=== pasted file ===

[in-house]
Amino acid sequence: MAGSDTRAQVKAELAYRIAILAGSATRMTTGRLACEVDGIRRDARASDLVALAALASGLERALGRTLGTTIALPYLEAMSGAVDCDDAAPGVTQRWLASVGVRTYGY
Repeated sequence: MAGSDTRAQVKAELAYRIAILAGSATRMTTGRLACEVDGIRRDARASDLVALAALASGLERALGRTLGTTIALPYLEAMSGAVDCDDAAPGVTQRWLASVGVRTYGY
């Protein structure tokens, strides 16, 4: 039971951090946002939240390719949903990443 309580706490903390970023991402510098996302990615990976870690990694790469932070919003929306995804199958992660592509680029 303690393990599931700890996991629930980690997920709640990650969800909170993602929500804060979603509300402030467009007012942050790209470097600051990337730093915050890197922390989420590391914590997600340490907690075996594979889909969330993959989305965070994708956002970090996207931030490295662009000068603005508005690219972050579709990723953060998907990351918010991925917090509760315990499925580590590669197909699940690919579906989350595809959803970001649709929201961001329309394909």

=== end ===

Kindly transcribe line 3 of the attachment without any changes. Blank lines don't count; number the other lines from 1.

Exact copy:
Repeated sequence: MAGSDTRAQVKAELAYRIAILAGSATRMTTGRLACEVDGIRRDARASDLVALAALASGLERALGRTLGTTIALPYLEAMSGAVDCDDAAPGVTQRWLASVGVRTYGY